5 Key Moves to Pump Your Runs

Lara Rosenbaum
by Lara Rosenbaum
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5 Key Moves to Pump Your Runs

Pumping iron shouldn’t replace a running workout, says Laguna Niguel-based track and field coach Ryan Belsito, owner of Belsito Strength & Conditioning, but it can benefit your training program. “Strength training is especially helpful in preventing overuse injuries, like plantar, calf and ankle strains, and back pain,” Belsito says. “Your muscles can help support your joints and keep you running with optimal form.”

The thing is, since much of your training should involve running, you’ll want to make your gym workouts extra efficient, performing movements that especially benefit your stride and form. Belsito suggests completing two full-body strength workouts each week. “If you train your whole body in one session, you’re less liable to overdo it with one specific muscle group, making it less likely you’ll be too sore for your next run,” Belsito says.

Incorporate the following exercises into your workouts to strengthen your entire body — and your stride.


“These are single-leg movements like running, and move your hips, knees and ankles through their full range of motion, helping to correct muscle imbalances,” Belsito says. “Even the foot gets a full stretch and load.”

Hold a light-to-moderate weight dumbbell in each hand and, keeping your chest up, step forward with your right foot, lowering your body until your right knee is bent to 90 degrees. Press back up, and step forward with the left leg, lowering until your left knee is bent to 90 degrees. Repeat for two sets of 8–12 lunges with each leg.


“Many runners lack low-back and core strength — which this classic move helps build,” says Belsito.

Grab a barbell, body bar or set of dumbbells at a moderately challenging weight. (Your last two reps should feel tough.) Stand with your feet just wider than hip distance and bend your knees. Bend at the hips, and lower the weight toward the floor keeping your back flat. Squeeze your hamstrings and glutes to lift yourself back to the starting position. Perform two sets of 8–12 reps.


“These are excellent for improving posture,” Belsito says. “Many runners don’t have the best posture, and these help set the shoulders in a better position.”

Grab a bar or dumbbells (with the bar being the first choice), and stand with your feet slightly wider than hip distance. Bend your knees and fold forward at the hips, so your torso is parallel to the floor. Bring the weight up to your ribs and lower for two sets of 8–12 reps.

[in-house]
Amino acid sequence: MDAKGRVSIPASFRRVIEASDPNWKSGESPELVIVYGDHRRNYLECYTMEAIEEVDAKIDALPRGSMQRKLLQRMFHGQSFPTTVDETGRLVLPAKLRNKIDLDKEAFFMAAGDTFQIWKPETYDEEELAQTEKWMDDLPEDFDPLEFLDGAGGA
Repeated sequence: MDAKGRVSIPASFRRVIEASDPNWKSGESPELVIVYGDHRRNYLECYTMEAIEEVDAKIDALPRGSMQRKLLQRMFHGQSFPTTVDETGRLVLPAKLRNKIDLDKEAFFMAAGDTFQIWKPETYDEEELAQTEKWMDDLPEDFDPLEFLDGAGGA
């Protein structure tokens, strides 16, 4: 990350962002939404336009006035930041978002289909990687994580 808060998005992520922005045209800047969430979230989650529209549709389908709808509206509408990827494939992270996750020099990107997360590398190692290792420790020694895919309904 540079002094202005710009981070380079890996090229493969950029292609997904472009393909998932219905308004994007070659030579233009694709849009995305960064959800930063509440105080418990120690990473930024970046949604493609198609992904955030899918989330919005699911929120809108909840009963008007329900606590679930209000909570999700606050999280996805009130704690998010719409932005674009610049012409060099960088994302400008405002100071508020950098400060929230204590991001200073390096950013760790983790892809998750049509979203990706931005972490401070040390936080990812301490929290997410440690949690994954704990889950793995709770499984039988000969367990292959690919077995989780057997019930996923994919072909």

“These work the lateral sides of the body and are good for strengthening hips to help prevent injuries,” says Belsito.

Get into a high plank with your hands beneath your shoulders, and abs pulled in toward your spine. Shift your left hand slightly beneath your chest, and pivot onto the side of your left foot, stacking your feet and opening your chest and right arm toward the ceiling. Lift your right leg up slightly, keeping it straight. Hold for 10 seconds, lower your leg, return your right hand to the floor and repeat for three holds before performing on the other side.


“These not only provide spinal decompression with the hang, but you use your core in a way that will help strengthen the muscles needed to pick your legs up higher, and grow your stride,” Belsito says.

To do them, hang from a bar, and in a controlled movement, lift your straight legs up to 90 degrees, until they are straight out in front of you. Lower to start and repeat, avoiding swinging. If you don’t have access to a bar, modify with boat pose. Aim for three sets of 10 reps — or however many you can complete.


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About the Author

Lara Rosenbaum
Lara Rosenbaum
Lara is a writer, athlete and wellness expert living in Nashville, Tennessee. She has held editorial positions at several magazines, including Women’s Health, where she was the founding fitness editor. Lara is a former elite athlete, traveling the world as a member of the U.S. Freestyle Ski Team, as well as a certified personal trainer and yoga teacher. In her free time she enjoys playing with her dogs, spotting art and strumming her guitar.


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